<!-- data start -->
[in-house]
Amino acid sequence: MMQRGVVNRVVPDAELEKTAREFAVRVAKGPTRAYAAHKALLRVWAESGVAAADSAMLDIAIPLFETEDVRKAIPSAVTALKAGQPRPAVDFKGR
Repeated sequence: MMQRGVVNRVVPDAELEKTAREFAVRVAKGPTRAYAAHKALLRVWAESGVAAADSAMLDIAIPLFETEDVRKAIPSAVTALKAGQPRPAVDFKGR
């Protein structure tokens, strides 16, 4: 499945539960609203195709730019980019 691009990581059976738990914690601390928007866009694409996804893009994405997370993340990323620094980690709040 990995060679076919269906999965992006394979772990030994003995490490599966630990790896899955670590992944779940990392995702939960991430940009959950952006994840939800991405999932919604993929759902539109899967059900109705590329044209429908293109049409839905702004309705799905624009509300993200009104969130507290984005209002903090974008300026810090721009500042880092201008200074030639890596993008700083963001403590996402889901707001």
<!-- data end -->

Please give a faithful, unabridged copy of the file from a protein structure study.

[in-house]
Amino acid sequence: MMQRGVVNRVVPDAELEKTAREFAVRVAKGPTRAYAAHKALLRVWAESGVAAADSAMLDIAIPLFETEDVRKAIPSAVTALKAGQPRPAVDFKGR
Repeated sequence: MMQRGVVNRVVPDAELEKTAREFAVRVAKGPTRAYAAHKALLRVWAESGVAAADSAMLDIAIPLFETEDVRKAIPSAVTALKAGQPRPAVDFKGR
């Protein structure tokens, strides 16, 4: 499945539960609203195709730019980019 691009990581059976738990914690601390928007866009694409996804893009994405997370993340990323620094980690709040 990995060679076919269906999965992006394979772990030994003995490490599966630990790896899955670590992944779940990392995702939960991430940009959950952006994840939800991405999932919604993929759902539109899967059900109705590329044209429908293109049409839905702004309705799905624009509300993200009104969130507290984005209002903090974008300026810090721009500042880092201008200074030639890596993008700083963001403590996402889901707001």